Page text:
By backing Leave, he had a chance to play directly to the Eurosceptic grassroots of the Tory party. If the country voted to stay in the EU, as everyone then predicted, he would have set out his stall for any future leadership bid and won the hearts of the EU loathing rank-and-file.

But it got better.

If Leave won then Cameron would be toast anyway – leaving a vacancy with a Boris- sized space at the top.

He had nothing to lose and having written both a Remain and Leave case for his Telegraph column, fired off the ‘Brexit’ one to his editor.

I need hardly tell you what happened next.

Johnson became the Vote Leave pin up.

He posed in front of buses. He warned about the dangers of Turkey joining the EU, despite having said the exact opposite less than a decade before. He hammered home the benefits of Brexit. And, he sat back and watched the country burn.

Only, once Cameron had fallen, things didn’t go quite the way Johnson had planned. He didn’t get the gig.

But all was not lost. Once May came to power, he got the Foreign Office instead. Five of the last twelve Prime Ministers have been Foreign Secretary first and it can provide a superb platform on which to prove leadership mettle on the world stage.

But, Boris f*cked it up.

In fact, it’s not an understatement to say that, during his brief tenure, he was probably the worst Foreign Secretary in living memory.

Diplomacy was not his thing.

In 2016, he caused outrage by referring to Africa as “that country” before suggesting that the continent would benefit from the old colonial masters interfering once more.

This is about your integrity… you’re a nasty piece of work aren’t you?

Eddie Mair

A year later, he implied that Libya could be the next UAE, but only once the country had “cleared the dead bodies away”.

During a visit to Myanmar, he thought it appropriate to recite a colonial era Kipling poem in one of the country’s most sacred temples.

In India, he invoked the Nazis and implied that the EU wished to impose “punishment beatings” on the UK.

At a Foreign Office reception in 2018 to celebrate the Queen’s birthday, he shocked foreign dignitaries by responding to a question about post-Brexit trade concerns by saying: “F*ck business”.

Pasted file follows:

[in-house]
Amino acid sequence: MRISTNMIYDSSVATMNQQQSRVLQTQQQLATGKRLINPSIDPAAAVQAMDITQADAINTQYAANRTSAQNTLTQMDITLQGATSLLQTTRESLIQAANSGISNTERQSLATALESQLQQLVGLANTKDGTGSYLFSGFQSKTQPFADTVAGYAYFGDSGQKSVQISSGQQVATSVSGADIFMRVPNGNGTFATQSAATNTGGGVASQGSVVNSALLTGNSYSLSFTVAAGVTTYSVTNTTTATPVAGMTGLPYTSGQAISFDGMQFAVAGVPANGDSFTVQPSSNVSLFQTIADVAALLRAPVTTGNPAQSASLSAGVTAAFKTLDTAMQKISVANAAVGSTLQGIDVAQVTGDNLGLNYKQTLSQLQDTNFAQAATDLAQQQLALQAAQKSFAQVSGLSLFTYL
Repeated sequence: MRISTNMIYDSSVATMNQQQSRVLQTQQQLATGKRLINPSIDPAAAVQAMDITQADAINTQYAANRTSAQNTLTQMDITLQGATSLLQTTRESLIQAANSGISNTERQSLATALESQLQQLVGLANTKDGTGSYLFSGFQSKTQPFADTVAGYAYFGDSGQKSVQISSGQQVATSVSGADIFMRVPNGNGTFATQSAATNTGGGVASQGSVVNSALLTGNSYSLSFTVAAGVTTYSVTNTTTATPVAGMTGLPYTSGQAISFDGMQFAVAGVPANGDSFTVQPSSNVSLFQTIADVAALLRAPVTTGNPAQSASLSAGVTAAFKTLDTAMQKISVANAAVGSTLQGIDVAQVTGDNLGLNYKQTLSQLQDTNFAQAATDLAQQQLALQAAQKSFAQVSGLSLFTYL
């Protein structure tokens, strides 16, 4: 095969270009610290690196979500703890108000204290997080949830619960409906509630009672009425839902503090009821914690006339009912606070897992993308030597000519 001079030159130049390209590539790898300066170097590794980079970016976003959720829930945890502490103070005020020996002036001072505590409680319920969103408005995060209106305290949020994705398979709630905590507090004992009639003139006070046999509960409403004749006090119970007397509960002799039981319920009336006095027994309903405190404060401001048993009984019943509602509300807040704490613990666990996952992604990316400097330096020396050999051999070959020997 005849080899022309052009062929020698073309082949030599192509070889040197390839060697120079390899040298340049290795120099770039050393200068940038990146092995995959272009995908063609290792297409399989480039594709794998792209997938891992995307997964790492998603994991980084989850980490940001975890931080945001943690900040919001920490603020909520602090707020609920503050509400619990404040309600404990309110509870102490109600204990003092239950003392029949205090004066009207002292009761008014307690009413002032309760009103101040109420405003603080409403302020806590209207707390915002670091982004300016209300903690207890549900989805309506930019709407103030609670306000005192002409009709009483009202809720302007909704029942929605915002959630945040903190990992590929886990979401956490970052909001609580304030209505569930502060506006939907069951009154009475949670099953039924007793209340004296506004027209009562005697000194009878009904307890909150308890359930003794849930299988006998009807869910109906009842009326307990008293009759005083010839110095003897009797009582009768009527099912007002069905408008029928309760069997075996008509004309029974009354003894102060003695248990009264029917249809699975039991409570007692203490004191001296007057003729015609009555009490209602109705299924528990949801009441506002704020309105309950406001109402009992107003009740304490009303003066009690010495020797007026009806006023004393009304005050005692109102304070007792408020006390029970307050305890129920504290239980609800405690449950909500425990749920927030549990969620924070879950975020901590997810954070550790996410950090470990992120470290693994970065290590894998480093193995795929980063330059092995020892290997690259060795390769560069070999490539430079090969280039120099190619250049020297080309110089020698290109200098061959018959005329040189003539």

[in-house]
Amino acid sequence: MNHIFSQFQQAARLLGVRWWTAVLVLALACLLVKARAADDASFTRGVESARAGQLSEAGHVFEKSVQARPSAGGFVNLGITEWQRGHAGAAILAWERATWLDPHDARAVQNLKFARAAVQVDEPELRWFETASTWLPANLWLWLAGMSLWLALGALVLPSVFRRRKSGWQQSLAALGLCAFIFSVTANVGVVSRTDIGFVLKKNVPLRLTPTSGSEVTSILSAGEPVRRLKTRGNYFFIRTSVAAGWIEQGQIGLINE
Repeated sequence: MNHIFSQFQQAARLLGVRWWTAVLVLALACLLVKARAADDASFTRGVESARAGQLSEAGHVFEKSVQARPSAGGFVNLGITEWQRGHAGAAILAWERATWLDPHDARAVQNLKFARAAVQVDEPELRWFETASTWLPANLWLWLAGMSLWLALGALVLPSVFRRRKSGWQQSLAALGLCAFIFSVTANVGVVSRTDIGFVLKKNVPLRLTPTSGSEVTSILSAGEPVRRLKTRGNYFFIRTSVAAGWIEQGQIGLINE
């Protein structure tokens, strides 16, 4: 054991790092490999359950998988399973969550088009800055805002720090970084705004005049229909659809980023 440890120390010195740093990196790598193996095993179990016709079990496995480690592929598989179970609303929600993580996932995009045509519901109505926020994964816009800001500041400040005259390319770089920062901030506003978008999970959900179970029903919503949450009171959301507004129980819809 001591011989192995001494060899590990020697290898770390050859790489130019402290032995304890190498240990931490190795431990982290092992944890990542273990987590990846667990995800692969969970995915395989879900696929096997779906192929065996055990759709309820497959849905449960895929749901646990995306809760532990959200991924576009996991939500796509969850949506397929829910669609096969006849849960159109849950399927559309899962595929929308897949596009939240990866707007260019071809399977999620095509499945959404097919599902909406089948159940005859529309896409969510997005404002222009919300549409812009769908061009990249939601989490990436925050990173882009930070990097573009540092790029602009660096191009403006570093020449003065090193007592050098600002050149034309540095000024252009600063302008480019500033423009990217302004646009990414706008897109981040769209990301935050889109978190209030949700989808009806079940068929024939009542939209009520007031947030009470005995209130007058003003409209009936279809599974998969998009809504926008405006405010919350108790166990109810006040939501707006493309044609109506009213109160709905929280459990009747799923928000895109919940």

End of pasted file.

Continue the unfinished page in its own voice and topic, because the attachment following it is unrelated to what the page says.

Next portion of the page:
Foreign counterparts reported that he was hopelessly ill-prepared, that he hadn’t done the most basic homework, that he was pompous, unguarded, rude and embarrassing.

But, if making Britain a bigger laughing stock than it was already was bad enough, he also demonstrated that, by being given great power, he could show great irresponsibility.

During a select committee hearing in 2017, Johnson wrongly claimed that Nazanin Zaghari-Ratcliffe, the British mother currently imprisoned in Iran, had been training journalists in the country before she was arrested. It was a disaster for Mrs Zaghari-Ratcliffe who was immediately hauled in front of an Iranian judge and told that her sentence would likely be doubled.

His disregard for her safety and the concerns of her family should have led to him tendering his resignation. But, Boris Johnson runs on Boris Johnson rules. He only quit as Foreign Secretary when he thought it might bring Theresa May down.

That this unpredictable and unreliable chancer, who has spent a lifetime bluffing, lying, gambling, cheating and reversing his positions to suit his own ends should now be within grasp of Downing Street should terrify us all.

The thought of Boris Johnson with his finger on the nuclear trigger is worrying enough, but he will also be charged with navigating us through the most hazardous waters that the UK has faced since the Second World War. That perhaps, should frighten us even more.

Good luck Britain – you’re going to need it.